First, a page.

Common name: Common Pleco, Trinidad Plecostomus
Scientific name: Hypostomus Plecostomus
Average Adult Fish Size: 1 – 2 feet / 30-60 cm
Place of Origin: Central and South America
Typical Tank setup: S. American biotope with rocks, caves, driftwood/bogwood, and sturdy, well-rooted plants.
Recommended Minimum Aquarium Capacity: 10 gallon / 40 litre when small, 50 – 100 gallon / 200 – 400 litre when large.
Compatibility: A lot of different fish species can be housed together with common pleco, but fat or flat bodied fish – such as goldfish and discus – should be avoided since plecos can be fond of sucking on such fishes.
Temperature: 68 – 82 Degrees F / 20 – 28 Degrees C
Water chemistry: pH 6.4 – 7.7
Feeding: Feed a varied diet of algae wafers, spirulina based flakes and pellets along with frozen brine shrimp. Vegetables such as lettuce, cucumbers, spinach leaves, and green beans are appreciated. Larger specimens will also readily eat market shrimp and fish fillets. They like to gnaw on wood, so keeping driftwood/bogwood in the aquarium is important.
Sexing: Sexing the common pleco is tricky, but in some species the males tend to be smaller than the females and develop bigger barbells. Some sources claim that the chin barbells are somewhat smoother in females.
Breeding: Breeding the common pleco in captivity is hard and only a small number of aquarists have managed to successfully raise common pleco fry in their aquariums. An aquarium of 800 litre / 200 gallon, or more capacity with plenty of suitable hiding spots is recommended if you want to try breeding the common pleco. In the wild, this plecostomus prefers to use caves along the river bank as spawning sites and such conditions are hard to duplicate in an aquarium. When common plecos are bred in captivity for the aquarium hobby, they are normally bred in ponds, not in aquariums.
Make sure that you plecos are happy and healthy in the aquarium and keep them on a nutritious and varied diet. It is also important that you provide them with optimal conditions when it comes to water quality. If you are lucky, your couple will get into spawning mood and the male will attract the female to a cave. The female will deposit the eggs and the male will stay around after fertilization to care for the offspring. He will also chase away predators. After 4-8 days the eggs will hatch and the fry will be free swimming within another 4-6 days.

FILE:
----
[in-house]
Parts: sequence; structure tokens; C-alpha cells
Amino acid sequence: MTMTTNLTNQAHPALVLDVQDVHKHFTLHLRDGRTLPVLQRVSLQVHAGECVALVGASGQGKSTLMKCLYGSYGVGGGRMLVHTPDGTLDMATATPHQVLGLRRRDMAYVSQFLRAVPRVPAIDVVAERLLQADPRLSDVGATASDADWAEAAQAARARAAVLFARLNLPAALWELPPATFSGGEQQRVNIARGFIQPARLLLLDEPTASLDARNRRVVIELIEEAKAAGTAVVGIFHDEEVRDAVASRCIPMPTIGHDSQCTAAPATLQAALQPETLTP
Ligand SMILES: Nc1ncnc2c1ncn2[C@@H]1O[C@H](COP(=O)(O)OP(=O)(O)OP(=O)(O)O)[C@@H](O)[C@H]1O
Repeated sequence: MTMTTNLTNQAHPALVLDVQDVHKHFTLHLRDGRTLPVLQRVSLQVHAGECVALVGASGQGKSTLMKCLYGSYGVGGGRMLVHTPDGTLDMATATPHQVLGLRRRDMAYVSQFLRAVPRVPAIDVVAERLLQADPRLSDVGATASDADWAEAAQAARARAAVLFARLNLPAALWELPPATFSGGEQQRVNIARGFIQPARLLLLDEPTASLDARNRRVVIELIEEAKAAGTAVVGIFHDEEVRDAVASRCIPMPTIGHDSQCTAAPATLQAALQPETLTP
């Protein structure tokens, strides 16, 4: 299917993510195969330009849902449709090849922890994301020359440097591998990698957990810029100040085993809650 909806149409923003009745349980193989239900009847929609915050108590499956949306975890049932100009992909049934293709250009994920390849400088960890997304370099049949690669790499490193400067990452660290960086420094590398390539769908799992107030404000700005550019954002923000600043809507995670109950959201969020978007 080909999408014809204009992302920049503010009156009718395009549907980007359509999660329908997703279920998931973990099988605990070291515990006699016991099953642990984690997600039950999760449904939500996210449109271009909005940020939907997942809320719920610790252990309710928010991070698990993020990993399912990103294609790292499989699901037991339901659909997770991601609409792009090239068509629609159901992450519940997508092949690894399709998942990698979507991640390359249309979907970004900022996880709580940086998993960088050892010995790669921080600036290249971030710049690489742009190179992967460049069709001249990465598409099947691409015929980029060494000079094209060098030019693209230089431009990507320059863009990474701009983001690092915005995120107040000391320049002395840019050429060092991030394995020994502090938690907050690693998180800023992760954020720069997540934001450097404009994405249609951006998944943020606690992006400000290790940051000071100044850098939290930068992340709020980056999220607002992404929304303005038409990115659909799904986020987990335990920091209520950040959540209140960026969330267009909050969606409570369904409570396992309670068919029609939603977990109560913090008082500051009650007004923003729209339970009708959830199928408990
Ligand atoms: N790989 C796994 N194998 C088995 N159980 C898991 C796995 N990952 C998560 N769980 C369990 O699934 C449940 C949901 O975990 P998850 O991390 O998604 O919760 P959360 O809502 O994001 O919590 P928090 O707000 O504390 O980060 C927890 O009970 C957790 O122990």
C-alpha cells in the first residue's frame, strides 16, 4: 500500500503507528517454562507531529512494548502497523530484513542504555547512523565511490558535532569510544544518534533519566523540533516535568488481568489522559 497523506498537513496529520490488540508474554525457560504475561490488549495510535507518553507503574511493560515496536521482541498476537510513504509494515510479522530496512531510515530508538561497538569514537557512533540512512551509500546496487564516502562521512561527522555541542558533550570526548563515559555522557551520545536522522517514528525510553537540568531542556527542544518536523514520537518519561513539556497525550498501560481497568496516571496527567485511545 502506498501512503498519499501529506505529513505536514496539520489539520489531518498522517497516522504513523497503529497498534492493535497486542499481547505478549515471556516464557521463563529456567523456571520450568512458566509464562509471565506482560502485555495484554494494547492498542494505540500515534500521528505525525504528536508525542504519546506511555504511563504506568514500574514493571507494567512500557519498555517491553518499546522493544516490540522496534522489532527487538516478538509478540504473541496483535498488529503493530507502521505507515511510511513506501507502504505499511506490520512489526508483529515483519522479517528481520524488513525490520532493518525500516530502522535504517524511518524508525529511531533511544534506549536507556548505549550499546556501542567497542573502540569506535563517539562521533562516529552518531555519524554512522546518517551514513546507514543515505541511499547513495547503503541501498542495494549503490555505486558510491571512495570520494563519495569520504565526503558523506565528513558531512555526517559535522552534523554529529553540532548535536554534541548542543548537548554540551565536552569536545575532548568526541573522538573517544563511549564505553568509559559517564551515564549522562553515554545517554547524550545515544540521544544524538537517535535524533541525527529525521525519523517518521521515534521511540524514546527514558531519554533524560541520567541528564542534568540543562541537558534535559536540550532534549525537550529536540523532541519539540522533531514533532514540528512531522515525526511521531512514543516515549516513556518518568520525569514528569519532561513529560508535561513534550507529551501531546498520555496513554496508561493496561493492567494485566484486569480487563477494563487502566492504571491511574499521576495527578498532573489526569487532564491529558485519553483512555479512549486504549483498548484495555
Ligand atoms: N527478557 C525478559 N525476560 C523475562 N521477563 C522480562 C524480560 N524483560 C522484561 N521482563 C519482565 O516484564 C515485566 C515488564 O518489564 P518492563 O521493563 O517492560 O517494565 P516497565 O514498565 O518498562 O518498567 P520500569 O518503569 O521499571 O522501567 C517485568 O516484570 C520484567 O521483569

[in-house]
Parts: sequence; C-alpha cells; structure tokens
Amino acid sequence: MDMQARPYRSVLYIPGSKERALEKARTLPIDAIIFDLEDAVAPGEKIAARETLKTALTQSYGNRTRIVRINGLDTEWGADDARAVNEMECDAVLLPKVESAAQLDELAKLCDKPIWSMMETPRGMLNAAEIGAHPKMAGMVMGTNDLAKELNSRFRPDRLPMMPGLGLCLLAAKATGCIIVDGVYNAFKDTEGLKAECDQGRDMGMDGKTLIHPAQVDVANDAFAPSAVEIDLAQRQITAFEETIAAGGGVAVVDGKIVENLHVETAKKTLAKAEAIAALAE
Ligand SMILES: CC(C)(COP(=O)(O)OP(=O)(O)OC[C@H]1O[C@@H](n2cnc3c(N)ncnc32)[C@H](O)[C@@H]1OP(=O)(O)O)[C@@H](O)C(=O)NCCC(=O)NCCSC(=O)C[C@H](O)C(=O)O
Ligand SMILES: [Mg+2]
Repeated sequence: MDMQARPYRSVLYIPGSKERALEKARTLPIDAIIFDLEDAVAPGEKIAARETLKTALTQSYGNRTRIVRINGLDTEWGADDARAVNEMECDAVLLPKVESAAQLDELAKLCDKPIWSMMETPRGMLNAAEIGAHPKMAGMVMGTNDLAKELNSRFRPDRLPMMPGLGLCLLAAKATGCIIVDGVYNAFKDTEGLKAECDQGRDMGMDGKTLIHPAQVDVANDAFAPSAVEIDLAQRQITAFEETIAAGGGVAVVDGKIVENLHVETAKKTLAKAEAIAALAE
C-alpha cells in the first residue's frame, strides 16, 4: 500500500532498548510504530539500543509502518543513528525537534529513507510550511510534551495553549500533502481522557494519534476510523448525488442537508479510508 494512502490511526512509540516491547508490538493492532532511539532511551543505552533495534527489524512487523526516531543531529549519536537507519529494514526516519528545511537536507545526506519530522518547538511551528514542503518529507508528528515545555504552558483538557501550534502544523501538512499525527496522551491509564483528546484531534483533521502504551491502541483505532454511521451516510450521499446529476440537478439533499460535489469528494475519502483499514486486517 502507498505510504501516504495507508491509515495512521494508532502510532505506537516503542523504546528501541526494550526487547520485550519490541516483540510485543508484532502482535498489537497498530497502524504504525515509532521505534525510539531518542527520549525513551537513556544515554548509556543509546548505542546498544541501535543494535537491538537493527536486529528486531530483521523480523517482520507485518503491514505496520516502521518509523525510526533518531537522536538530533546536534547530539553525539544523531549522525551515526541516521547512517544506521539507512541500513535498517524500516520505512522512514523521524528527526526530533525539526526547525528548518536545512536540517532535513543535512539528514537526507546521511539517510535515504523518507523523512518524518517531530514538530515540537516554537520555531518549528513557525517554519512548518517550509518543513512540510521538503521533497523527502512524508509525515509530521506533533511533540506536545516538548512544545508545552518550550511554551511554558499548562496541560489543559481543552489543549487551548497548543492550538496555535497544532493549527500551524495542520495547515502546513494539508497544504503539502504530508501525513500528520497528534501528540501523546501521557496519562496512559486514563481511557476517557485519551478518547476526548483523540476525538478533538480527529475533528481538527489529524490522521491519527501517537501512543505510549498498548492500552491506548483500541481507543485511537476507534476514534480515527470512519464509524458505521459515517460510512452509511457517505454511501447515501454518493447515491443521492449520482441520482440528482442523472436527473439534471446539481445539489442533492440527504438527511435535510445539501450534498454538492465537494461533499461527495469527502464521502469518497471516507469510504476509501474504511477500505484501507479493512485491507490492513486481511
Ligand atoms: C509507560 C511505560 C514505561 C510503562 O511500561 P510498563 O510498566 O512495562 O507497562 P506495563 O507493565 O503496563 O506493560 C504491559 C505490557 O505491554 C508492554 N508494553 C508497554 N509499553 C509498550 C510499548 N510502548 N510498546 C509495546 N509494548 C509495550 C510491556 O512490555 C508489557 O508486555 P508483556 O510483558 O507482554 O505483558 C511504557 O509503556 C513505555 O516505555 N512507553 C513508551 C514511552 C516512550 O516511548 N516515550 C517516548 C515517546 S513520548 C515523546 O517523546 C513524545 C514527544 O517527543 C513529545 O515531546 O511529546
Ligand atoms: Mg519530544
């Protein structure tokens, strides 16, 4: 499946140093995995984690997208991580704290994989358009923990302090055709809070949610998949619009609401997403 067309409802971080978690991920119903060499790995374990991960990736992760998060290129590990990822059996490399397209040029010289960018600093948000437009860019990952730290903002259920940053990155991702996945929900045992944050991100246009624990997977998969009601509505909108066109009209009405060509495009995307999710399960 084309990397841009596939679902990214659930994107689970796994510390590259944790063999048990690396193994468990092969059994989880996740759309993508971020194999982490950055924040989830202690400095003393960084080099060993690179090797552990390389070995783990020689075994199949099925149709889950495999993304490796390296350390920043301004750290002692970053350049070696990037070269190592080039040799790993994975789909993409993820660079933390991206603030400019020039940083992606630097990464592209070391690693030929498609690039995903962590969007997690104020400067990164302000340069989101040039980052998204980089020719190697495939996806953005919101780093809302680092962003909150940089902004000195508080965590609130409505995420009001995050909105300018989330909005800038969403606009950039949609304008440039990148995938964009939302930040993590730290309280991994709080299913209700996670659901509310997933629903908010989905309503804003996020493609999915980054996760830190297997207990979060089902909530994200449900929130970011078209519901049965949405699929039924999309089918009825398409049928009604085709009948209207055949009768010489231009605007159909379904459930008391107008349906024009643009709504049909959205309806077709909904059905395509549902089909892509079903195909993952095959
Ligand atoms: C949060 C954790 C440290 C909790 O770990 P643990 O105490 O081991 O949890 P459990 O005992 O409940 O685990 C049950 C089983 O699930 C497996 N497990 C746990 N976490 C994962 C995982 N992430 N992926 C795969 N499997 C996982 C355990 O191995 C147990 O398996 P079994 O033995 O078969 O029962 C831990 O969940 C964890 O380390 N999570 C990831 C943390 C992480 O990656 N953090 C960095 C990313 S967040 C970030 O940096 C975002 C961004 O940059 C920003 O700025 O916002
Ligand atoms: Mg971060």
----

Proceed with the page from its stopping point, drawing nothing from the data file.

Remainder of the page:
Additional Information: They will eat plants if not well fed. A well cared for plecostomus can live for 20 years or longer! It is important to keep the aquarium covered because they jump! In the wild, plecos use this ability to escape to better conditions during dry periods. They can’t really travel on land, but they are strong enough to wiggle their way from a shallow puddle to a deeper puddle in a drying riverbed. To a certain extent, they are capable of absorbing oxygen directly from the air so they will last longer on land than many other fish. If you come home and find your pleco seemingly unconscious on the floor, you should put it back in the aquarium because it might not be dead yet. Do not let the water go all the way up to the lid, because the common pleco likes to be able to swim up to the surface and gulp air. The fish uses the air to control its buoyancy.
The common plecostomus produces a lot of waste. Regularly vacuum up the feces and change 30-50% of the water at least on a weekly basis. If you allow the water quality in the aquarium to drop too much, it can make the pleco think that the dry season has started and that its home is about to dry out. In order to save itself, it might try to escape by jumping out of the aquarium. A desperate pleco can bash itself against the aquarium lid until it sustains severe injury or dies.